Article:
Indonesia passes tougher terror law after suicide attacks
Indonesia passed a new law Friday that will give police more power to take pre-emptive action against terror suspects in the wake of the country's deadliest Islamist attacks in years.
The bill had been stalled for almost two years as parliament wrangled over details, including how to define terrorism, but a wave of deadly suicide bombings this month hiked pressure on lawmakers to pass the legislation.
Police will now be allowed to detain terror suspects for as long as 21 days, up from the current one week, and they will now also be able to charge people for joining or recruiting for a "terrorist" organisation, at home or abroad.
Rights activists have expressed concerns that the bill's vague wording could open the door to a crackdown on any group seen as a threat.
This month, 13 people were killed in separate suicide attacks on churches and a police station by two families -- including a nine and 12-year-old girl -- in Indonesia's second-biggest city Surabaya.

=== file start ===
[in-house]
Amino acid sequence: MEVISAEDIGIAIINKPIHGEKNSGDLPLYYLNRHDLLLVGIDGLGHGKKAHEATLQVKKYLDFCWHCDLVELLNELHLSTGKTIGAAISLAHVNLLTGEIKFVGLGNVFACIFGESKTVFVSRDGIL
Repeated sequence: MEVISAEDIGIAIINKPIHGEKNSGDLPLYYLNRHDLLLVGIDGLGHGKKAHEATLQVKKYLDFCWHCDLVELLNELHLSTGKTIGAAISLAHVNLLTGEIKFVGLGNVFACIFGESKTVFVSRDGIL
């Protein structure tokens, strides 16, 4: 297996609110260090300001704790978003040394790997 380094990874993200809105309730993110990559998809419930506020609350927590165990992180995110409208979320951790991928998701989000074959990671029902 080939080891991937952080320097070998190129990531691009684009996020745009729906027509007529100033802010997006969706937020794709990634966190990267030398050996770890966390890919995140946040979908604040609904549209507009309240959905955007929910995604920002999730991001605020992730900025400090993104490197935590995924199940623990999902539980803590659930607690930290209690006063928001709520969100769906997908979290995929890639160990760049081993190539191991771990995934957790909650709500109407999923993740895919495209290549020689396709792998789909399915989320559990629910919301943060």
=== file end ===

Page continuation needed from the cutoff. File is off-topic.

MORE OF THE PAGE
The families had ties to a local extremist network that had pledged allegiance to the Islamic State group, which claimed the attacks.
A police officer was also killed in the subsequent attack on a police station in Sumatra days later.
Indonesia -- which is set to host the Asian Games in three months and an IMF-World Bank meeting in Bali in October -- has long struggled with Islamist militancy.
Its worst-ever attack was the 2002 Bali bombings that killed more than 200 people, including locals and foreign tourists.
Security forces have arrested hundreds of militants during a sustained crackdown since the Bali bombing and most attacks in recent years have been limited to low-level operations against domestic security forces.
But police have said they needed beefed-up terror laws to crack down on homegrown militancy.
In the wake of the Surabaya attacks, President Joko Widodo threatened to issue an emergency regulation if the parliament failed to pass the new law.